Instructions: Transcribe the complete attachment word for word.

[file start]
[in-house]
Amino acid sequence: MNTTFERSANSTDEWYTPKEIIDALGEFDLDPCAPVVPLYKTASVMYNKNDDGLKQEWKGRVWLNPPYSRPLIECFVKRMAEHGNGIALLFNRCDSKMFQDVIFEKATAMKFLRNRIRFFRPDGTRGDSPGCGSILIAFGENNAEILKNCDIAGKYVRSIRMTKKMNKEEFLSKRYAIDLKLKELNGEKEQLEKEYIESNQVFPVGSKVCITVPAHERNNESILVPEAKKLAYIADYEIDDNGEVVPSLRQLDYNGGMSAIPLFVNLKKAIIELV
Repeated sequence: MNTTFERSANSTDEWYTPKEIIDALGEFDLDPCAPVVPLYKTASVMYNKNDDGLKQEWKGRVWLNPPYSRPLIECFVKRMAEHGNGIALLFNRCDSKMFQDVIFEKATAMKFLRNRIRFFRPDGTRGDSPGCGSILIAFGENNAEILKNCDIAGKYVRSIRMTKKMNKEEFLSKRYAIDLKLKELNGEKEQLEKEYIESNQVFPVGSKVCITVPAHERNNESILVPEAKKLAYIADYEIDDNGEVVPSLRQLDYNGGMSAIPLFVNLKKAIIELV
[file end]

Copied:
[in-house]
Amino acid sequence: MNTTFERSANSTDEWYTPKEIIDALGEFDLDPCAPVVPLYKTASVMYNKNDDGLKQEWKGRVWLNPPYSRPLIECFVKRMAEHGNGIALLFNRCDSKMFQDVIFEKATAMKFLRNRIRFFRPDGTRGDSPGCGSILIAFGENNAEILKNCDIAGKYVRSIRMTKKMNKEEFLSKRYAIDLKLKELNGEKEQLEKEYIESNQVFPVGSKVCITVPAHERNNESILVPEAKKLAYIADYEIDDNGEVVPSLRQLDYNGGMSAIPLFVNLKKAIIELV
Repeated sequence: MNTTFERSANSTDEWYTPKEIIDALGEFDLDPCAPVVPLYKTASVMYNKNDDGLKQEWKGRVWLNPPYSRPLIECFVKRMAEHGNGIALLFNRCDSKMFQDVIFEKATAMKFLRNRIRFFRPDGTRGDSPGCGSILIAFGENNAEILKNCDIAGKYVRSIRMTKKMNKEEFLSKRYAIDLKLKELNGEKEQLEKEYIESNQVFPVGSKVCITVPAHERNNESILVPEAKKLAYIADYEIDDNGEVVPSLRQLDYNGGMSAIPLFVNLKKAIIELV